Condors and Trash

Yes, condors, like other animals such as albatross, have been known to eat trash. In fact, trash ingestion was found to be the leading cause of death for wild condor nestlings in a study published in 2012 (Rideout et al., Journal of Wildlife Diseases).  Why condors ingest trash is unknown, but condor biologists think nestlings are exposed to trash items that have been brought back to the nesting area intentionally by their parents. (If you are interested to learn more about this topic, look up this paper “Why do condors and vultures eat junk: The implications for conservation” by Houston D, Mee A, McGrady M. published in the Journal of Raptor Research volume 41, pages 235-238 2007.)

We have seen condor nestlings ingest items such as coins, bottle caps and even a light bulb filament!


In addition to digestive impaction, trash ingestion may have toxicological effects on condors. Zinc toxicosis associated with trash ingestion was determined to be the cause of death for one condor nestling, and in two other cases nestlings that died of trash ingestion had elevated liver copper concentrations.

Condors are routinely lead poisoned by ingesting lead fragments in carcasses shot with lead-based ammunition, but it has been less clear whether trash ingestion represented another source of lead poisoning. To address this question, some of our science team members and condor collaborators recently published a paper entitled:  “Lead Exposure Risk from Trash Ingestion by the Endangered California Condor (Gymnogyps californianus)” in the Journal of Wildlife Diseases.  Because ingested or potentially ingested trash accumulates in nest areas, we sampled items found in the vicinity of nests or removed from nestlings.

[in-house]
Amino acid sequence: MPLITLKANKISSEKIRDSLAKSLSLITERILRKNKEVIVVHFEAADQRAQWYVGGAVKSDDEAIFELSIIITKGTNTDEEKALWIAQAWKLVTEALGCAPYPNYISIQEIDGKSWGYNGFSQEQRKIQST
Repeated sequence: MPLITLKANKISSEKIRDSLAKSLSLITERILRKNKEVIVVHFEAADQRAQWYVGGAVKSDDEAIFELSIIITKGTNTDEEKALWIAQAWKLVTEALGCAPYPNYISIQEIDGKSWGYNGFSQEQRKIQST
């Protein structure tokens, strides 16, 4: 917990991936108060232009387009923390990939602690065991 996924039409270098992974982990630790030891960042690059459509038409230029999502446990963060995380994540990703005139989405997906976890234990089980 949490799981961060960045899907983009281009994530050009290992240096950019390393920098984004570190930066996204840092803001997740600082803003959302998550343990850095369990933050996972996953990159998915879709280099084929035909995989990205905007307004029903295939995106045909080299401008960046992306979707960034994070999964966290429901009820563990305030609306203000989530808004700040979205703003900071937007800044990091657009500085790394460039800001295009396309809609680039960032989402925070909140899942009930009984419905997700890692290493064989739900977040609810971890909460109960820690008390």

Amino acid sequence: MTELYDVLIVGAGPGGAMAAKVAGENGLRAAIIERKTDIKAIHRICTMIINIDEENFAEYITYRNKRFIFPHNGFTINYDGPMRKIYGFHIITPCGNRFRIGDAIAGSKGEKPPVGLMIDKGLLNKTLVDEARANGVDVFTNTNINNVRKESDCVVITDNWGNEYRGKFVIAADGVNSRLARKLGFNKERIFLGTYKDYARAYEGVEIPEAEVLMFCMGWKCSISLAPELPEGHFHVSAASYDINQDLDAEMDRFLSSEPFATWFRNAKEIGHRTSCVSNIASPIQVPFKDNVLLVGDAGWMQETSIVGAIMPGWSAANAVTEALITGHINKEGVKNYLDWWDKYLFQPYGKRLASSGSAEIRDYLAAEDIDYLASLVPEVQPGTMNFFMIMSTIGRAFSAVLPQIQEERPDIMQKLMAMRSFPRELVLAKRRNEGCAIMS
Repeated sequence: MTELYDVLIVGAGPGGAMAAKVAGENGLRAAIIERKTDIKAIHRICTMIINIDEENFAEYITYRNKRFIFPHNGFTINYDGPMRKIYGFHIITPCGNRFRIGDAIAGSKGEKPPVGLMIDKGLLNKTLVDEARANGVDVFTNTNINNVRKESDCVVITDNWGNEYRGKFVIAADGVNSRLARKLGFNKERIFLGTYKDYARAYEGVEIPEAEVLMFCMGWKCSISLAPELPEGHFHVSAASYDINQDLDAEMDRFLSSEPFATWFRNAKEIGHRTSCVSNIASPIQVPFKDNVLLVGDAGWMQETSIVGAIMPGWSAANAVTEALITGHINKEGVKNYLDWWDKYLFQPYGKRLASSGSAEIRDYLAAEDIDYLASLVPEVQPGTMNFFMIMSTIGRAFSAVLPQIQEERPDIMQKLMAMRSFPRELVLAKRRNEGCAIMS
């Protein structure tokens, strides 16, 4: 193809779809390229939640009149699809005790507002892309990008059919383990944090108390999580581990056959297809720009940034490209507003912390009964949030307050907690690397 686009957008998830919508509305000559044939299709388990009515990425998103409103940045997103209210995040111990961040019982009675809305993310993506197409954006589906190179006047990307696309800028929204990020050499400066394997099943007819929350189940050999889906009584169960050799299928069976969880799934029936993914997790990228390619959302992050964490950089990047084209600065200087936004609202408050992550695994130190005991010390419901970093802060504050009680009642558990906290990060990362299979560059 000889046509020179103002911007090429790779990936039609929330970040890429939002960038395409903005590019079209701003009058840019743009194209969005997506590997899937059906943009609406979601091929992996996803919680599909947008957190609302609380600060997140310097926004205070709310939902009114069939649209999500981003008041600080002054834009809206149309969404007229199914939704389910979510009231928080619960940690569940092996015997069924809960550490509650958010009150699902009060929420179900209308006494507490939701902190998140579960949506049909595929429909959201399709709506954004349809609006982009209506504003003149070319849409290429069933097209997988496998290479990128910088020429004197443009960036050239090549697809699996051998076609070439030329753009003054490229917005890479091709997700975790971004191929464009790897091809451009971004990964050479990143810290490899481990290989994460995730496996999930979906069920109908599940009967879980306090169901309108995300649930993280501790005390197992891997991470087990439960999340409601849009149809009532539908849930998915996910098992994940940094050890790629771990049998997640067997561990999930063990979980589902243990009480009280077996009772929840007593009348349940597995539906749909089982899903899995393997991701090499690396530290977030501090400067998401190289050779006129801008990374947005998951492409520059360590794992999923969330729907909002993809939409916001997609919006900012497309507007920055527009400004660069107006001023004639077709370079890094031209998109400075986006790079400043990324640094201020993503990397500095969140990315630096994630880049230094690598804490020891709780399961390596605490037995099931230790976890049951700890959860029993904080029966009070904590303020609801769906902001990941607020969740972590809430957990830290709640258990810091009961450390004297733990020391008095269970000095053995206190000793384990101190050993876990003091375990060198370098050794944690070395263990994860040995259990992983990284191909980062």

We found that the majority of lead-containing trash items were ammunition-related.  Out of 1,413 trash items collected from condor nest areas and nestlings in the Transverse Range of Ventura County, California USA, between 2002–2008, 27 items were found to have lead concentrations of potential toxicological concern.  Twenty-two of these 27 items were clearly ammunition-related (shotgun shell, casing, etc., see photos below) and only three of these items were clearly not ammunition-related (two items un-classifiable). Our results suggested that trash ingestion of non-ammunition items does not pose a significant lead exposure risk to the California condor population in California, but ingestion of ammunition-related trash could be of concern and efforts to minimize a condor’s exposure to ammunition-related trash are warranted.

Here are some representative photos of the lead containing items we found either in condor nest areas or nestlings (from the Supplement section of our published paper):

trash condor


Metal items were categorized as ammunition-related if they were clearly identifiable as such with corroboration by a California Department of Fish and Wildlife Lieutenant and a retired Assistant Chief with a combined 48 years of experience in law enforcement (J. Nores, C. Babich). Items with a leachate lead concentration >1 µg/mL were classified as containing sufficient lead to be of potential toxicological concern and referred to as ‘lead-containing’.

And just because we can’t have a blog post without a condor photo, here is one of condor 107 (red7), proudly strutting his stuff in an area free of trash!


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